U.S. grand strategy since 1917 can be divided into four phases. From 1917 to 1941, the strategy was to defend U.S. territorial integrity and to shield it from international turmoil. Between 1945 and 1991, the strategy centered around protecting the capitalist economic system: the free market. Then, between the years 1991 and 2010, the strategy was simply radiating self-confidence as a hyperpower. The year 2008 introduced the intricate task of how to manage a declining power.
The First Phase
The entry into World War I on the side of Britain and France was to stymie ambitions on the part of Mexico to annex parts of the United States. It was a genuine threat, one that had to be taken seriously, but Mexico could never be successful if it undertook that endeavor alone. Germany was the only nation that had the power and intention to support such a venture. In 1917, it attempted to lure Mexico into military action. Therefore, the war had to be declared on Germany, not to support Britain and France, but to defend U.S. territorial integrity.
Germany’s defeat meant that this threat to the United States as a continental power had disappeared. Eliminating threats to the United States as a maritime power remained. The answer was the Washington conference 1921, which set a ratio of warship tonnage between the U.S.—Britain—Japan at 5-5-3. That gave the U.S. Navy a sufficiently strong hand to keep sea lanes open.
This grand strategy served the United States well for twenty years. The economy was basically domestic, not really needing the outside world, dispensing with the need for international rules and agreements. The adoption in 1930 of protectionist tariffs—the Smoot-Hawley Tariff Act—demonstrated that.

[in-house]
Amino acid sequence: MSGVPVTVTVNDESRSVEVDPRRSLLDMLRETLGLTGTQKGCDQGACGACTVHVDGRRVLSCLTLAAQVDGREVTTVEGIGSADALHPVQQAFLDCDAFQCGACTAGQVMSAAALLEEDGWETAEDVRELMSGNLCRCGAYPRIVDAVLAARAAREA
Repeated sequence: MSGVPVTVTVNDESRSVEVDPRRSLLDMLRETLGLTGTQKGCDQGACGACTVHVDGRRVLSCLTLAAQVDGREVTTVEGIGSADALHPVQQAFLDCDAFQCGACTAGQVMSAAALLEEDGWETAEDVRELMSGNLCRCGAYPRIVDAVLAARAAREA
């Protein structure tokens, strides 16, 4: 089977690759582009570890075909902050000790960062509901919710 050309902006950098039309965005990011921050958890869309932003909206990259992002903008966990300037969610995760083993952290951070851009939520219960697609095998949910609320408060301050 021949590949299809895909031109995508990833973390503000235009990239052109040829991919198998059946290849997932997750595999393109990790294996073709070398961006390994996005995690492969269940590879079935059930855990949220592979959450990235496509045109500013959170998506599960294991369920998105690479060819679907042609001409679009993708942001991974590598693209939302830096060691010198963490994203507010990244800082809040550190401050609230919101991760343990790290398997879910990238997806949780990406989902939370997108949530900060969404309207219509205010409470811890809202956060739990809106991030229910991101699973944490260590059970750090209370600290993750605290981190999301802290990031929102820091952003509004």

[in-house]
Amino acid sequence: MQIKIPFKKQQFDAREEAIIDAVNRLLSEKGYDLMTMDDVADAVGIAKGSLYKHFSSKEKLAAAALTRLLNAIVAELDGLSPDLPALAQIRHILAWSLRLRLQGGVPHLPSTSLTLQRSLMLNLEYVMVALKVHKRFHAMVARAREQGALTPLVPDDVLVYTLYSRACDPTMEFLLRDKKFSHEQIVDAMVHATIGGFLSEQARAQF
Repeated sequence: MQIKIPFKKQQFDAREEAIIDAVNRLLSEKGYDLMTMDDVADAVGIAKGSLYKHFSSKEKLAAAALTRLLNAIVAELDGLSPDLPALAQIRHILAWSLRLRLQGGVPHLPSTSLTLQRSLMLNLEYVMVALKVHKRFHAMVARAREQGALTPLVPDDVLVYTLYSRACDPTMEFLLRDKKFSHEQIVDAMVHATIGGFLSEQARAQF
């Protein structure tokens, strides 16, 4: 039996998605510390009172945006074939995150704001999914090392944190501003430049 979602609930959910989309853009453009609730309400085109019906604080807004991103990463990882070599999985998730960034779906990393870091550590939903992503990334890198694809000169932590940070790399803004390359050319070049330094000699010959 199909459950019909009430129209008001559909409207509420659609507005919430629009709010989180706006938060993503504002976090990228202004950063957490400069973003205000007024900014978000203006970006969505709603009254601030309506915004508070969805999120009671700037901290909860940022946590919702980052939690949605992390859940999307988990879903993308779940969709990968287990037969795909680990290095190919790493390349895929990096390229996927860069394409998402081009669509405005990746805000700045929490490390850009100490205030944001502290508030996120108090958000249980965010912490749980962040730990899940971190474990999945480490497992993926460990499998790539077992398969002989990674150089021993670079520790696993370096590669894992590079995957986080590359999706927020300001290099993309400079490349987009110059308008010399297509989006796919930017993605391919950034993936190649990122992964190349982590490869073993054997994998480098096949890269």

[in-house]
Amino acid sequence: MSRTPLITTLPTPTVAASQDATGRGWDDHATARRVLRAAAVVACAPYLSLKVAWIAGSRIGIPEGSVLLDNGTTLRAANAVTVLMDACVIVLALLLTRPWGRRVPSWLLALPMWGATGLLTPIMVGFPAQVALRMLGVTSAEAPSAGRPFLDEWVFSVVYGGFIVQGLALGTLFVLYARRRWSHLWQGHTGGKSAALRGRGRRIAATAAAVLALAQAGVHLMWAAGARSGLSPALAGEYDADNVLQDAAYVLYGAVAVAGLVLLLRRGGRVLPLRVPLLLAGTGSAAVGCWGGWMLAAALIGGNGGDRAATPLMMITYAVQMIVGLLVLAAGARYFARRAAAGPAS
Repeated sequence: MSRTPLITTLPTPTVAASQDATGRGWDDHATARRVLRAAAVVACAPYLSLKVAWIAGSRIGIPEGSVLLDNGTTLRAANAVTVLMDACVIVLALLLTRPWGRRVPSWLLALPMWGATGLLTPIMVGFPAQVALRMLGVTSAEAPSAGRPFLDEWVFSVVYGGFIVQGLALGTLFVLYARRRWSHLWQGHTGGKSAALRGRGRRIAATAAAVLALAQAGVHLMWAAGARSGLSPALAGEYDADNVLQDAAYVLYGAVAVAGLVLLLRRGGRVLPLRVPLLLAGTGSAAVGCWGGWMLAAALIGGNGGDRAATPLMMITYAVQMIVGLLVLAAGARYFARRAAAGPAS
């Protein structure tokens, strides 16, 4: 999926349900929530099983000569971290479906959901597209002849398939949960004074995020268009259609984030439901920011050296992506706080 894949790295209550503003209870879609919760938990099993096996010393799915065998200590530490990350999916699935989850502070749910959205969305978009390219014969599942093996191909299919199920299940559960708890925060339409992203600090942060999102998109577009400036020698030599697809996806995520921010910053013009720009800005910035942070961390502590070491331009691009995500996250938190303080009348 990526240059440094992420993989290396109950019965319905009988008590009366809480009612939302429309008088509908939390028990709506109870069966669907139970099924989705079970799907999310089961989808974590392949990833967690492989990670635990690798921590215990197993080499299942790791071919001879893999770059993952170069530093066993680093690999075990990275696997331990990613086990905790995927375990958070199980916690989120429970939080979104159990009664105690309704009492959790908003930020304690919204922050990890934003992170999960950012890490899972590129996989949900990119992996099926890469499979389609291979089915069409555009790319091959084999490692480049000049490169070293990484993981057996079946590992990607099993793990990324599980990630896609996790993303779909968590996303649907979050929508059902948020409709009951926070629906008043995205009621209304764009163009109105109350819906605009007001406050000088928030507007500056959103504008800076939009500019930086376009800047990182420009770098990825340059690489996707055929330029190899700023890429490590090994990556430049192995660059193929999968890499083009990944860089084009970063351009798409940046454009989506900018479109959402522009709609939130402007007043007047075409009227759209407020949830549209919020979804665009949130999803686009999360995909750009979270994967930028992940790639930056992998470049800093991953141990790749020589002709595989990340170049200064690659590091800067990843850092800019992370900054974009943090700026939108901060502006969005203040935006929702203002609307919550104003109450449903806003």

It would probably have been a viable policy for quite long, had not Nazi-Germany and Imperial Japan rocked the boat.
Between 1939 and 1941, as was the case between 1914 and 1917, the United States tried to stay out of the war. Franklin D. Roosevelt was re-elected in 1940 after promising to U.S. citizens with kids that “your boys are not going to be sent into any foreign wars.”
If Japan had not attacked Pearl Harbor in December 1941 but satisfied itself by overrunning the French, British and Dutch colonies in Southeast Asia, then it is highly debatable whether Roosevelt could have got a declaration of war against Japan through Congress. The mood in the United States was against any intervention to defend the European empires in Asia. And it is normally forgotten or omitted that Nazi-Germany declared war on the United States, not the other way around.
The United States was involved in a war that it had to win. In 1945, it was the only country with a strong and functioning economy. Furthermore, the United States was no longer in the luxurious position that its economy was a domestic economy.
The Second Phase
What turned the tables was the emergence of a systemic challenger in the form of the Soviet Union running a centrally planned economy combined with an authoritarian political system.
The policy of containment embedded in George Kennan’s long telegram from 1946 is seen as the cornerstone of U.S. grand strategy response. But the response was far more complex.
The Soviet Union didn’t plan any military aggression. The enormous losses in the war scared the leadership from any kind of adventurist policy. In 1946, the communist country withdrew from Iran and from the Danish island Bornholm, which held strategic significance in the Baltic; it backed down after triggering the Berlin crisis when the United States responded by an airlift (1948–1949) and didn’t really support North Korea in 1950. In 1948, President Josip Broz Tito of Yugoslavia split from the Soviet bloc. Stalin allegedly said, “I have only to move my little finger, and Tito is finished,” but the point is that he didn’t.
To make the prospect of joining the Soviet system unattractive, the United States implemented policies to support democracy and prop up the European economy. In this it was helped by uprisings in DDR (East Germany) 1953, Poland plus Hungary in 1956 and Czechoslovakia in 1968.
On a tactical level, it offered financial support (The Marshall Plan in 1948 transferring more than $15 billion) on the condition that the Europeans embarked on dismantling trade barriers.
On a global level, the trinity of the International Monetary Fund, the World Bank and the General Agreement on Tariffs and Trade, to be succeeded in 1995 by the World Trade Organization, was forged. This institutionalized economic globalization was the framework for projecting U.S. economic power around the globe.